Women's Tennis Matches Ruined by Loud Shrieks and Grunts

The crowd's enjoyment of the tennis a the recent Australian Open has been marred by the loud shrieks with every stroke by Maria Sharapova, Ekaterina Makarova and Victoria Azarenka. Many other players grunt and shriek loudly. Such grunts and shrieks seem to get louder and louder, through a match, and have got much louder over the years. Crowds at many matches have complained. They have made mocking sounds mimicking the screams, all to no avail. Many of the fans are considering bringing ear muffs or ear plugs to future matches, or to simply stay away or avoid the screaming matches. Many people watching on their home TVs turn their sound way down to avoid the annoyance which distracts from the enjoyment of watching tennis. The BBC has considered developing a filter device that reduces the high frequency shrieking sounds, while not affecting the other sounds The opponents who have been the victims of the shrieks, have complained, but the Women's Tennis Association (WTA) has done nothing about it and kids learning to play the game follow the example of the premier players. How loud are the grunts and shrieks and are they fair? Should the shrieks be banned and if so how can this be done? Should loud grunting and shrieking be banned?

Some women grunt very loudly when playing shots. This is very annoying for the audience
Some women grunt very loudly when playing shots. This is very annoying for the audience. Source: Pubic Domain
Some women players claim that loud grunts distracts them when playing their shots.
Some women players claim that loud grunts distracts them when playing their shots.. Source: Pubic Domain

The first screamer in International Tennis was probably Monica Seles prompting Steffi Graf to complain to the umpire that it was a distraction technique. But apparently nothing was done about it then, nor since. Serena Williams received a penalty when she lost the women’s finals against Australian Sam Stosur, for yelling “Come on!” just as Sam Stosur was about to make a shot. The Shrieks resound for several seconds, long after the ball leaves racket and most until the opponent is about to hit the ball. Surely this is the same thing - distracting an opponent while preparing to make a shot.

Various players have recently complained to the media that Maria Sharapova’s shrieks are annoying and much too loud, but any official complains either on or off the courts seem to be rare. Lots of players now make various grunts but nothing nearly as loud.

How Loud are the Shrieks?

The table below compares the shrieks measured recently at about 90-100 dB. This is right on the threshold of loudness for risking permanent injury for sustained exposure at 90 dB. It is almost as loud as an ambulance or police car siren ( 115 dB), a motorcycle (100 dB) and a jackhammer (110 dB) and a lawn mower (90 dB). These sounds are certainly very loud.

Many commentators have claimed that the loud shrieks are designed to intimidate the opponent by sending a message that the player has hit the ball extremely hard. It is a habit during competitions and games, but is not done all the time and so its not a physical requirement. The players do not shriek during warm-up or practice. This means that the shriekers are doing it intentionally to intimidate, if not distract their opponents, whether they admit to it or not. It is a deliberate tactic.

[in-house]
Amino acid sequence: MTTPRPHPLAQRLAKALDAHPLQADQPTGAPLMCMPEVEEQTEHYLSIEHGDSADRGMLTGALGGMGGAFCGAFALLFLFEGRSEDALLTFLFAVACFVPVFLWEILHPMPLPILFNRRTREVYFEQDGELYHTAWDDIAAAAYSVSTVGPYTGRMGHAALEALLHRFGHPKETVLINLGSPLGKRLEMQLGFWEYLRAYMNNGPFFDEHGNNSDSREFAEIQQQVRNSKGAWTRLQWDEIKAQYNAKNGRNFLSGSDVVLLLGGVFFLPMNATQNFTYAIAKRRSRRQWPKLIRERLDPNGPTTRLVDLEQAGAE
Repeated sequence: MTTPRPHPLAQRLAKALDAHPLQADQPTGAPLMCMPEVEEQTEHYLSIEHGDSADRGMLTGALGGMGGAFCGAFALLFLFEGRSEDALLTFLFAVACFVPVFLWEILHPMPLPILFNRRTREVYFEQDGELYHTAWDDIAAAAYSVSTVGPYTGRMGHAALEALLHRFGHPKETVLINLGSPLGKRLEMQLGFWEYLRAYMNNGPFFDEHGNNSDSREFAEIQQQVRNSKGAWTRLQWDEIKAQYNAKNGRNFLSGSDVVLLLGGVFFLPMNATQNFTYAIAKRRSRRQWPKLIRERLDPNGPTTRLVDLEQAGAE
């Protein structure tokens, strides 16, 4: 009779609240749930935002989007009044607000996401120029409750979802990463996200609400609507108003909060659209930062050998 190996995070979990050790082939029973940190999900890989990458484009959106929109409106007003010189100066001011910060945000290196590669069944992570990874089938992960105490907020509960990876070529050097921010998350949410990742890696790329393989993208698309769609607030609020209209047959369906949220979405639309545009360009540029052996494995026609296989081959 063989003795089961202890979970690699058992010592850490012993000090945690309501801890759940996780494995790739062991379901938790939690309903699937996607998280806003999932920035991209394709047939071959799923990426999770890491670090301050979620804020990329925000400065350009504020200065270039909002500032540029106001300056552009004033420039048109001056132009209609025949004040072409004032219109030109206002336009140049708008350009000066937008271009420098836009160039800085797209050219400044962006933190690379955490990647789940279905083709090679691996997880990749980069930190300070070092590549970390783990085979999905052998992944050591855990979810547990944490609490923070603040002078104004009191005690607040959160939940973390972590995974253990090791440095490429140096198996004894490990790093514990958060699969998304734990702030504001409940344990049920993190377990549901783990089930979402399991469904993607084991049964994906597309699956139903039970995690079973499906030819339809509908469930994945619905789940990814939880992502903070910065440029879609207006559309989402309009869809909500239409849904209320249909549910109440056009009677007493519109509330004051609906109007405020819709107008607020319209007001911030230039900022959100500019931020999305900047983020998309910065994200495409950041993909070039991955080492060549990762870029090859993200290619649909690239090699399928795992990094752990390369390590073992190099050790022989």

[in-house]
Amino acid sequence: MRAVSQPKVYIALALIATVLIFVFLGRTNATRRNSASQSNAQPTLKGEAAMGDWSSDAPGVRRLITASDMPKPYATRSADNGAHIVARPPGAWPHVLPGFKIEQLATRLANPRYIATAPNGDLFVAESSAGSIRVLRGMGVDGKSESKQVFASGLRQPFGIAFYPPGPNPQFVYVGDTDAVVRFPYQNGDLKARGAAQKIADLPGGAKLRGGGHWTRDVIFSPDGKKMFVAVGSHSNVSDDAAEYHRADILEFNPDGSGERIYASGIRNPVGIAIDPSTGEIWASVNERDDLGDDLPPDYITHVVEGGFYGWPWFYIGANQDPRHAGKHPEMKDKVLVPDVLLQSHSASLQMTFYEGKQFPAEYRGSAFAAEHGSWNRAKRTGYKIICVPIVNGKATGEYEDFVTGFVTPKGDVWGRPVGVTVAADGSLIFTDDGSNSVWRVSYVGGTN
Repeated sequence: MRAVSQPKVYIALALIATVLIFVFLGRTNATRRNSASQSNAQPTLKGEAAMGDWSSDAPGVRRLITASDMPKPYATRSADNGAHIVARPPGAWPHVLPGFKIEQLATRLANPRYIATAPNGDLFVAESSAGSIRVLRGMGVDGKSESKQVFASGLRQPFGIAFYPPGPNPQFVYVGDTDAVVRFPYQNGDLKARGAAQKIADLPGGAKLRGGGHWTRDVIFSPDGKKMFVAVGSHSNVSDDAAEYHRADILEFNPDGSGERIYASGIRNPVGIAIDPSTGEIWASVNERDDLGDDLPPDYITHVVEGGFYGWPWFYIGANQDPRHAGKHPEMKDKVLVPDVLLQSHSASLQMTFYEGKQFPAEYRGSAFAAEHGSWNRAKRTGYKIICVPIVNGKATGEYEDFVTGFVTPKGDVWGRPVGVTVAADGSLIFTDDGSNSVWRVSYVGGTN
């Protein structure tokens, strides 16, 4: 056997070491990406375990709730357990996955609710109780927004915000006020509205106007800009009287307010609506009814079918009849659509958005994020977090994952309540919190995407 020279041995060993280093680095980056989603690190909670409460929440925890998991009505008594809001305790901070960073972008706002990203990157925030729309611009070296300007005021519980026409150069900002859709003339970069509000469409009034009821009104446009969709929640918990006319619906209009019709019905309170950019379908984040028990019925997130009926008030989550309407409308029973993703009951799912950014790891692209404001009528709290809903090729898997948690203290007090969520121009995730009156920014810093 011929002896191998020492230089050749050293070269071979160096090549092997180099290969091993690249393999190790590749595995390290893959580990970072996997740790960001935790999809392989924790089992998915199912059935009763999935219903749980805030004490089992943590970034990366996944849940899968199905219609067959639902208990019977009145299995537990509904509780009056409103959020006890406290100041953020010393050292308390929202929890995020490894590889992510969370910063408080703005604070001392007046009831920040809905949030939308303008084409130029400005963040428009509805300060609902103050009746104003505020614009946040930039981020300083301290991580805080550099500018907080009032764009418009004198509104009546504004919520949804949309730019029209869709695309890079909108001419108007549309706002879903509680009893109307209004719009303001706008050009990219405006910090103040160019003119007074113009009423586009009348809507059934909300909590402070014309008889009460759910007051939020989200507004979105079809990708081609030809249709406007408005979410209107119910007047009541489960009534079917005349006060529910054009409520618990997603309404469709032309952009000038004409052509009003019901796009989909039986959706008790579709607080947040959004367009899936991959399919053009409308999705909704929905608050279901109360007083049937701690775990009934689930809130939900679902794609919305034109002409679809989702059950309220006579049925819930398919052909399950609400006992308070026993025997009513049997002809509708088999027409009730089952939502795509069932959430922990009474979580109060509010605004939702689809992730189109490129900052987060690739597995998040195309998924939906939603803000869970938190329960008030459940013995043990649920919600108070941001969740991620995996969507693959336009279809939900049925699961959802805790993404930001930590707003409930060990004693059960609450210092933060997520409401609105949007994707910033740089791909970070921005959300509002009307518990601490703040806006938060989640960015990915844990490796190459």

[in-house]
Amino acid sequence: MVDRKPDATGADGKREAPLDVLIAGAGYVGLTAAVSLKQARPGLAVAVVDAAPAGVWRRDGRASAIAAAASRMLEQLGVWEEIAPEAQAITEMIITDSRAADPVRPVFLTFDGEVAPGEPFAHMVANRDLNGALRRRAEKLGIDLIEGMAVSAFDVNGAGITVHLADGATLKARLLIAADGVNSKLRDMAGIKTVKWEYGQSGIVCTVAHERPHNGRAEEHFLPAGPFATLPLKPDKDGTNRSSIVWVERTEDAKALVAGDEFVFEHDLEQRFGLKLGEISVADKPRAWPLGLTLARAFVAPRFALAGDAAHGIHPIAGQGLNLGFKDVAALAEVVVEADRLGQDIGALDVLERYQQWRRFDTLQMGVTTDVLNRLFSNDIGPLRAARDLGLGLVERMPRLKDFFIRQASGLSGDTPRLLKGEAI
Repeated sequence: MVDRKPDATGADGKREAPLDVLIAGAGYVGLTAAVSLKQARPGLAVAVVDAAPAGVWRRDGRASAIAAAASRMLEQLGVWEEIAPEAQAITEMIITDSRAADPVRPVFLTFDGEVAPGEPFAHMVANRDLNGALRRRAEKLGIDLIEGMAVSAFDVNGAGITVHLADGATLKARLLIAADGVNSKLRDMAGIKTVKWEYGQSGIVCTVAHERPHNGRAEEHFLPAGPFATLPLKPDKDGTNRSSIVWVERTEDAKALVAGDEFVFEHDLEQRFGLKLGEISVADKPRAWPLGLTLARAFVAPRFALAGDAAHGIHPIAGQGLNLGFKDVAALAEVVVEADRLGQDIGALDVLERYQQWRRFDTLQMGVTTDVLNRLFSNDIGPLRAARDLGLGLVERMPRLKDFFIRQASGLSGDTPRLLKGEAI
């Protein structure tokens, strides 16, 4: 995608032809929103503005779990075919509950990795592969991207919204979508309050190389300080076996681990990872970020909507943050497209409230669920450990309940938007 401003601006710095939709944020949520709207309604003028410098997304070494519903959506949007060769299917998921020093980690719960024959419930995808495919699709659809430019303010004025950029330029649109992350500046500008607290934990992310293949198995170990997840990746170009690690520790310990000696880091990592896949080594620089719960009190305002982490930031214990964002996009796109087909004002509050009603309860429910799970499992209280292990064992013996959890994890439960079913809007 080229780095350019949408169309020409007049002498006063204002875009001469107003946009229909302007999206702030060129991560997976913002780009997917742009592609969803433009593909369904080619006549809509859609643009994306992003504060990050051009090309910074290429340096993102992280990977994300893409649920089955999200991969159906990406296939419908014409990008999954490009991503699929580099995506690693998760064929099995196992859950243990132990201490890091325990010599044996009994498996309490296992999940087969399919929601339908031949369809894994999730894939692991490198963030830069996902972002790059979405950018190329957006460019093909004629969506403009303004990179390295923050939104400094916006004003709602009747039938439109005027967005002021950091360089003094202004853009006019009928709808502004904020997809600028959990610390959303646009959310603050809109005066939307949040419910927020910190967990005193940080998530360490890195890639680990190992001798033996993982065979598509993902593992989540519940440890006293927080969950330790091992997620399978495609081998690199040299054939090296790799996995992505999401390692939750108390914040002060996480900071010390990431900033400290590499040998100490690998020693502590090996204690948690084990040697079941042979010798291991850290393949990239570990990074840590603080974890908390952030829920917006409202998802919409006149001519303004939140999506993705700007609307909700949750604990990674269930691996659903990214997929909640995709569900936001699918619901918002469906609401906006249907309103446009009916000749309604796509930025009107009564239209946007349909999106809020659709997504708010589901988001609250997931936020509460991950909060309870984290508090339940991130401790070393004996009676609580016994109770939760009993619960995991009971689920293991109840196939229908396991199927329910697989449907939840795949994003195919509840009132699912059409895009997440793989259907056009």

Some Tennis coaches say shrieking and grunting is simply an exaggerated exhalation of air that follows physical exertion, like the yell made with a karate chop. But why so loud, and why does it vary at different stages of the match. Why is it absent during training and warm-up? It must be very distracting to opponents who are used to the gentle and soft thwack and a whizz sounds of the ball hitting the raquets.

Some commentators allege that grunters and shriekers are blatant cheats because, at the very least, the noise disguises the sound of the ball coming from the strings of the racquet. Players can normally tell how hard the ball is hit and whether it has been hit in the centre of the racket from the sound it makes. The shrieks drown out these sounds.

Grunts grow louder under pressure and during critical points which may be signs of extra exertion, but could also be seen as unfair and distracting. 


The action proposed by the WTA to focus on training and coaching to discourage its use is too weak and its unlikely to be successful, when no action is taken during competitive matches. Young payers will follow what they see on TV. It is unlike to work.

Loud grunting and shrieking should be banned and the penalty for shrieking should be the same penalty as for any other unsporting conduct in tennis: WARNING, POINT PENALTY, FORFEIT. Umpires should be provided with loudness meters and players warned when the sounds exceed a certain level they will be penalised. Prolonged shrieks that extend after the shot is made should always be banned. Players should be encouraged to complain to the umpire about these distractions as applies to other things during matches.

What do you Think?

Should Loud Shrieking and Grunts be Banned and Penalised

Sound Level Comparisons

Tunguska Meteor: a massive explosion in Russia in 1908
Blue Whale
rocket launch
howitzer cannon
safety airbag
.357 magnum revolver
cap gun
fighter jet launch
Fireworks: The Sydney Harbour Bridge on New Year's Eve
jet engine at takeoff
Rock concert: Swans
Rock concert: Manowar
air raid siren
peak stadium crowd noise
Rock concert: The Who
balloon popping
emergency vehicle siren
Tennis Crowd Noise: Australian Open
sporting event
motorcycle (riding)
Tennis: Maria Sharapova
Tennis: Victoria Azarenka
inside subway car
lawn mower
Sound level risking damage when sustained
passing diesel truck
alarm clock
vacuum cleaner
conversational speech
light traffic
babbling brook
rustling leaves
a pin dropping
healthy hearing threshold